• Bow – One article on this portrait has suggested that the placement of the large bow is a “blatant display of Elizabeth’s virginity” just as Henry VIII’s large codpiece spoke of his sexuality and prowess.

Notes and Sources

Categories: appearance, Elizabeth Personality, portraits
Tags: Elizabeth I paintings, Elizabeth I portrait, Elizabeth I portraiture, symbolism, The Armada Portrait

PORTRAITS OF QUEEN ELIZABETH I

Francillon Jennifer

L2

« Portrait de la reine Elizabeth I d’Angleterre (1533-1603) en costume cérémonial »

Elisabeth I was the daughter of Henry VIII, king of England and Ireland, and his second wife Anne Boleyn. She became Queen of England in 1558, when she was 25 years old. Her nickname was « The Virgin queen », she didn’t get married and didn’t have any children.

The picture is composed of two parts. In the foreground, the Queen looks sober, dressed in a black full dress. She is wearing strings of pearls, black pearls unlike the other pictures, in which she is wearing white pearls which symbolize her virginity and purity. But, she has white earrings and a white ruff. 

In her hand, she is holding sieve, the symbol of virginity, which refers to the vestal Virgin.   The source of this symbolism can be traced back in  history: in Ancient Rome, the vestal virgin – priestess – was accused of not being a virgin. However, she demonstrated her innocence by a wonder, carrying water into a sieve. The Queen had been accused not being a virgin any more. The sieve is supposed to assert her virginity as it is painted without any stain or sign of utilization.

            The collum in the background relates the story of Enea. Enea went to set up Rome after having refused to marry Didon, queen of Carthage. This story refers to Elizabeth who didn’t want to get married, as she preferred to devote her life to re-establishing prosperity in England.

The globe is a symbol of her victory against the Spanish Armada in 1588  and also represents the political and economic power of England in the world – India for example.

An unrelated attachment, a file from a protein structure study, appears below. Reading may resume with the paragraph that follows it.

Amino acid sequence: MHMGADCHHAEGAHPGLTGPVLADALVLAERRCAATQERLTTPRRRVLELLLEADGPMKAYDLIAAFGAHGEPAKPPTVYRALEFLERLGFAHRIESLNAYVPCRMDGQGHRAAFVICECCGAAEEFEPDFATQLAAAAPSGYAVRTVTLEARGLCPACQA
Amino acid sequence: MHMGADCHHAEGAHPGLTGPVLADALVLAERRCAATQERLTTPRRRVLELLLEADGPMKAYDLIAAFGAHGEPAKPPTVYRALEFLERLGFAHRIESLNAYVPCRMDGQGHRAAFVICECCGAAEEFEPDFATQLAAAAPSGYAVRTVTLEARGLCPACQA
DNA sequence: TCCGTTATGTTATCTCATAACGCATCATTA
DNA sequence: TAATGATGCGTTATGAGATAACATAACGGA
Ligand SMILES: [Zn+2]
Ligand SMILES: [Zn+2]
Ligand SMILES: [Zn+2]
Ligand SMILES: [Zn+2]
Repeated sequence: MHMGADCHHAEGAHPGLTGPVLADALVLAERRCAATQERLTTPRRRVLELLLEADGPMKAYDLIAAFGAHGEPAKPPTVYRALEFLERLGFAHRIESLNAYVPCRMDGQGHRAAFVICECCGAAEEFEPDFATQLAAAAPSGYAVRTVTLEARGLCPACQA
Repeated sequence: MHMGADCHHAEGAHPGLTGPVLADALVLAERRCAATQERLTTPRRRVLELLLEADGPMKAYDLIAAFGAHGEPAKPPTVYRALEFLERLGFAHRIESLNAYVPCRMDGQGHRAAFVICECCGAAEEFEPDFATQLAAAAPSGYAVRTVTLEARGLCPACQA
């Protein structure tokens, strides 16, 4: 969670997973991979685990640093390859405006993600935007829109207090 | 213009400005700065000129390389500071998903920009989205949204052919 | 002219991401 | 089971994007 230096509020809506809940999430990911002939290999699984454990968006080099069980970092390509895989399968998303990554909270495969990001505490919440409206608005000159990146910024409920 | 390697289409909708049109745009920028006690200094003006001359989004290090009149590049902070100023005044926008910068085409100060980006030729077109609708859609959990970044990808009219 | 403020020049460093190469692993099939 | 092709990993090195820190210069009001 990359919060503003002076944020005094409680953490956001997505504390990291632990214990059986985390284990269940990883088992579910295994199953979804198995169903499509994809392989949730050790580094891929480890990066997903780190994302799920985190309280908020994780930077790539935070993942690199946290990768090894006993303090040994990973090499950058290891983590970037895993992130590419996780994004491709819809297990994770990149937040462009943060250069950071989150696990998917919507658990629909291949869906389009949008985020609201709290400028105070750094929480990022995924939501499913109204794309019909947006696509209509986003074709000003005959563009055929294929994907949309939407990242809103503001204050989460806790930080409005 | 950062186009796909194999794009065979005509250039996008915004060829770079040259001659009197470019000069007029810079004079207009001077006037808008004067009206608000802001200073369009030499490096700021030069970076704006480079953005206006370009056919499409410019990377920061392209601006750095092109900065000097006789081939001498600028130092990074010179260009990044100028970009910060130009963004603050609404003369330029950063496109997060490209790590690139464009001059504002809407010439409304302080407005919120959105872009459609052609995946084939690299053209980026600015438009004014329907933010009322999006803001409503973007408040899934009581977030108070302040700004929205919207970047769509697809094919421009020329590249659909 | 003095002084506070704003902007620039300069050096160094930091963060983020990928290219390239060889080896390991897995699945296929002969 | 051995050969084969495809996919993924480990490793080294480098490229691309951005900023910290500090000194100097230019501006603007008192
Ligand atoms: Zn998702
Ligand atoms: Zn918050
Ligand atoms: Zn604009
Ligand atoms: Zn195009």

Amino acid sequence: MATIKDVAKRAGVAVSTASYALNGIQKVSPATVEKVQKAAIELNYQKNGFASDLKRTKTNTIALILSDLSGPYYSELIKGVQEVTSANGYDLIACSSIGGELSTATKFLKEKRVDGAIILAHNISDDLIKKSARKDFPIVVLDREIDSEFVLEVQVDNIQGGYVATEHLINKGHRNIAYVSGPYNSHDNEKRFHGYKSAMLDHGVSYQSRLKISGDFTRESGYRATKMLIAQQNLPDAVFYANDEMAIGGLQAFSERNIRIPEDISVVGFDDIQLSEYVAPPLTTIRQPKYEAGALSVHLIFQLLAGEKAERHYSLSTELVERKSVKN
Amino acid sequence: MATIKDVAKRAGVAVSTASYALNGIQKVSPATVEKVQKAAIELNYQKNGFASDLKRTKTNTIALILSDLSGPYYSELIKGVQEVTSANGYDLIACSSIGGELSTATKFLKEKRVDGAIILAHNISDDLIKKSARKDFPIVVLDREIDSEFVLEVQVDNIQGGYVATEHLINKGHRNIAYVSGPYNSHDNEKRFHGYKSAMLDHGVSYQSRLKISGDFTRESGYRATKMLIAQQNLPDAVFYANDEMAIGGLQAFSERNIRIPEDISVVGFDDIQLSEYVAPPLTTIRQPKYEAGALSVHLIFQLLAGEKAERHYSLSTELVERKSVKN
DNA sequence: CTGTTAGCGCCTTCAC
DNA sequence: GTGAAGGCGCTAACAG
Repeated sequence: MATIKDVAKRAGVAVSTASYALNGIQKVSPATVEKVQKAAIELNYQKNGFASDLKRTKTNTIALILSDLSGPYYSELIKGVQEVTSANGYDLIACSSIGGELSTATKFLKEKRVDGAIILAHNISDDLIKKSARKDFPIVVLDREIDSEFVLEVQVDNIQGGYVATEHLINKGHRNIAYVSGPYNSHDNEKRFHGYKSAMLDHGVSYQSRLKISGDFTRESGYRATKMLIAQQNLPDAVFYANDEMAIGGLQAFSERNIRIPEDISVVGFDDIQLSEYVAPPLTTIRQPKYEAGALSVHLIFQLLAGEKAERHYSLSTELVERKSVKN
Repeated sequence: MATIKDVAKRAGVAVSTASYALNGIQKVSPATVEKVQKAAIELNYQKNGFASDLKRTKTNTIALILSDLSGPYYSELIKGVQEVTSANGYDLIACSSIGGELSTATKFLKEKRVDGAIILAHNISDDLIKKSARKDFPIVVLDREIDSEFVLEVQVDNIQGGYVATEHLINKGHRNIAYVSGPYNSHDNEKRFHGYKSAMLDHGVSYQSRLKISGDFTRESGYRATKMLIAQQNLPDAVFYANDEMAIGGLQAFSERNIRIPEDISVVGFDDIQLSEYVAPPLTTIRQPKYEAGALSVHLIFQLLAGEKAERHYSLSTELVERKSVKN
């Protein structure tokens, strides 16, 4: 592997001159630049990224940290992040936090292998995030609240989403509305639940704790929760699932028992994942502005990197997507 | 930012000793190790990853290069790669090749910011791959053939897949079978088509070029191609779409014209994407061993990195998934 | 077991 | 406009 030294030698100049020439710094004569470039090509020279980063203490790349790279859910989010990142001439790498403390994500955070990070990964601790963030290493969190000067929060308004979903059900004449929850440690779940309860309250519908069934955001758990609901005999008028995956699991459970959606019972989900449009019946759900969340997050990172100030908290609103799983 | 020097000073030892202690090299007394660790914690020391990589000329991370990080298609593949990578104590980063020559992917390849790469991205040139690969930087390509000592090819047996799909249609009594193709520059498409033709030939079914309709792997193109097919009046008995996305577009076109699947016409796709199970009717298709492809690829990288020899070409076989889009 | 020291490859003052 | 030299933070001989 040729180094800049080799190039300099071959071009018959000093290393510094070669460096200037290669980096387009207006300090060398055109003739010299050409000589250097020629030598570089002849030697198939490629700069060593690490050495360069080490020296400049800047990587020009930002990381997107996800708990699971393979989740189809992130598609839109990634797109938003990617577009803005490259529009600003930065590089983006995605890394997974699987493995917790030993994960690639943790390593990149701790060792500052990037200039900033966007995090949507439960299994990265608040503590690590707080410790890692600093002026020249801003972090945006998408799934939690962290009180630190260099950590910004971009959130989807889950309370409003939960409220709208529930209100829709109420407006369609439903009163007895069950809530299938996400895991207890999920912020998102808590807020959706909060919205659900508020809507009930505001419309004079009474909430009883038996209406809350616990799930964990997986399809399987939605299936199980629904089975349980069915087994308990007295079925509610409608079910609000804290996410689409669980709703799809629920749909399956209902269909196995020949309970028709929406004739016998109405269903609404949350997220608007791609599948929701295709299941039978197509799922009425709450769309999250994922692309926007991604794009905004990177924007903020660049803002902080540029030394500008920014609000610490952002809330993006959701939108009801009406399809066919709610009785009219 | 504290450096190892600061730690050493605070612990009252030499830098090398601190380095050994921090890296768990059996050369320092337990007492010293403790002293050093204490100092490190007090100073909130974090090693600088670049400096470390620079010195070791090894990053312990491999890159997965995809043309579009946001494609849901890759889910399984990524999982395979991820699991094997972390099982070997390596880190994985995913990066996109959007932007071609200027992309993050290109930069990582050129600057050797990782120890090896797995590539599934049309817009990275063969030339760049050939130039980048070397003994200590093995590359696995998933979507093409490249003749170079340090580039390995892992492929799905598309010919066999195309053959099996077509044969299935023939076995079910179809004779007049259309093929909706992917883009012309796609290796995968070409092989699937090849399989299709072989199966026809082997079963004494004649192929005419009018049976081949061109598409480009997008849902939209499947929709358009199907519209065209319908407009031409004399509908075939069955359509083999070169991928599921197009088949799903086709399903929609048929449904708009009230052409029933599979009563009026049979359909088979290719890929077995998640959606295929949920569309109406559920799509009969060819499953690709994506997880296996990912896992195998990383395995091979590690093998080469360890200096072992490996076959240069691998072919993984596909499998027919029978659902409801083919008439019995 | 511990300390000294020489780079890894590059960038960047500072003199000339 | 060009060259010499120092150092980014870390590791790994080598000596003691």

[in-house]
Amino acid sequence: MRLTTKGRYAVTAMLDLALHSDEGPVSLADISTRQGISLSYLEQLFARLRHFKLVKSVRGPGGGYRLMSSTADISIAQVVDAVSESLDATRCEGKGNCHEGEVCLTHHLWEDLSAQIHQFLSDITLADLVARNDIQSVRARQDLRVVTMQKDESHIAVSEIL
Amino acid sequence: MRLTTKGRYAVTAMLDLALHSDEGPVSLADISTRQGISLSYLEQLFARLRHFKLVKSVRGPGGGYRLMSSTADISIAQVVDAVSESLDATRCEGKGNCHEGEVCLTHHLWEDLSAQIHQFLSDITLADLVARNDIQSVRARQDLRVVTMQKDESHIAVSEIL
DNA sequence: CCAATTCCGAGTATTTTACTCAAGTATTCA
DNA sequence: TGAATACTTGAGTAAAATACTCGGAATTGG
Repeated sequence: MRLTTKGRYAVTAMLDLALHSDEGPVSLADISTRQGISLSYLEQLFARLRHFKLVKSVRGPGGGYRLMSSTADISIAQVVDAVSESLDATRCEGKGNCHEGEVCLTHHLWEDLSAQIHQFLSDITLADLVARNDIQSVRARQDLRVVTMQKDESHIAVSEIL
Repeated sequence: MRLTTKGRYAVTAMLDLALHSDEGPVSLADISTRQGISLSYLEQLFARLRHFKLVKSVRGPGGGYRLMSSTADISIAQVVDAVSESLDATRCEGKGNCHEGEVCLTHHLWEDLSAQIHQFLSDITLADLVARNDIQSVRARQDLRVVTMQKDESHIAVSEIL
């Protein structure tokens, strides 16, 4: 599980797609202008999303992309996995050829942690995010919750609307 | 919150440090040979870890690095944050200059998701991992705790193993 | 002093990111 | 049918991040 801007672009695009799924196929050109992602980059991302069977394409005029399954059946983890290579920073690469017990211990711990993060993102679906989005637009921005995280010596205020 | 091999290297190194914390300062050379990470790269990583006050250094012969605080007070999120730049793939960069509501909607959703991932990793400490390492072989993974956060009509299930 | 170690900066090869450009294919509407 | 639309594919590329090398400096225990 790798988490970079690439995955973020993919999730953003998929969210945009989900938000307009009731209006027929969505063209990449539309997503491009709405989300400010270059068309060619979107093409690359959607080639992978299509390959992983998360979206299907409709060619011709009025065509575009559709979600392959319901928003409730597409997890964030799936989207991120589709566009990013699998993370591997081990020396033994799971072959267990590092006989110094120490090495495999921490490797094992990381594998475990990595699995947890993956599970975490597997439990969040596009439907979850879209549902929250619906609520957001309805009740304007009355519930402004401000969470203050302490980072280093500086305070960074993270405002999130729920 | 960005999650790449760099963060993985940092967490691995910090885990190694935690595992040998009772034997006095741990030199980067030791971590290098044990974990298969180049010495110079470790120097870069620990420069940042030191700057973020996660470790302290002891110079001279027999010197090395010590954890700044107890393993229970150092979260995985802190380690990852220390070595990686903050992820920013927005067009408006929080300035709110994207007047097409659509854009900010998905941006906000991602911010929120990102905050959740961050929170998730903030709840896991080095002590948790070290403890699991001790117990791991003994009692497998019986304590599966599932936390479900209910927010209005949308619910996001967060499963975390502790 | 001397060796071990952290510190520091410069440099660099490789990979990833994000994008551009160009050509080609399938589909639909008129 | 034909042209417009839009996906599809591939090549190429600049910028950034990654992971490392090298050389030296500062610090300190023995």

The scene behind the Queen refers to the Renaissance. Elizabeth was well-educated and her intellectual interests were broad, ranging from history, science, art, philosophy to literature. England became the locus of the Renaissance, after Italy, and Elizabeth’s court was a magnet which attracted the most talented individuals.

            The picture summarizes the vision and the behavior of Elizabeth:  her virginity, her education and her anxiousness to turn England into a nation of prestige.

VIOLIN Séverine

MONTEIL Delphine

The Armada Portrait (1588)

                Elizabeth Ist (1588-1603) was perhaps the first monarch in Europe to understand the importance of public relations and she carefully prepared her image. Therefore, Elizabeth Ist has often been portrayed because there naturally were no photographs and no television in those days, so the only way people could see her, was through portraits, which could be considered as propaganda objects.    We are going to analyze one of these portraits : the Armada portrait, which was painted around 1588. The portrait commemorates the queen’s victory over the Spanish in 1588. It is characterized by many symbols praising the queen and her kingdom. So, how did this portrait contribute to Elizabeth’s success ? First, this portrait shows a queen with multiple talents and a real wife for England. Then it features a queen inaugurating the construction of an empire.

For a start, the painting marks different images of Elizabeth Ist to consolidate her political power. In the foreground, we can observe queen Elisabeth in ceremonial outfit. She is wearing rich clothes decorated with precious stones and the fabrics look very expensive. We can also make out some knots and ribbons. The Queen sports jewels in abundance, in particular some pearl necklaces. She is wearing a cape which seems very expensive. It represents her femininity. Therefore, in this painting, the queen’s face enhances prosperity and purity and it shows the image of virginity but also a selfess monarch. Her face suggests a strong-minded woman. This painting also shows a very popular queen, whose pose bespeaks her self-confidence. In this picture, Elisabeth Ist is portrayed in a conqueror’s position. This painting illustrates England’s prominent position in Europe and in the whole world.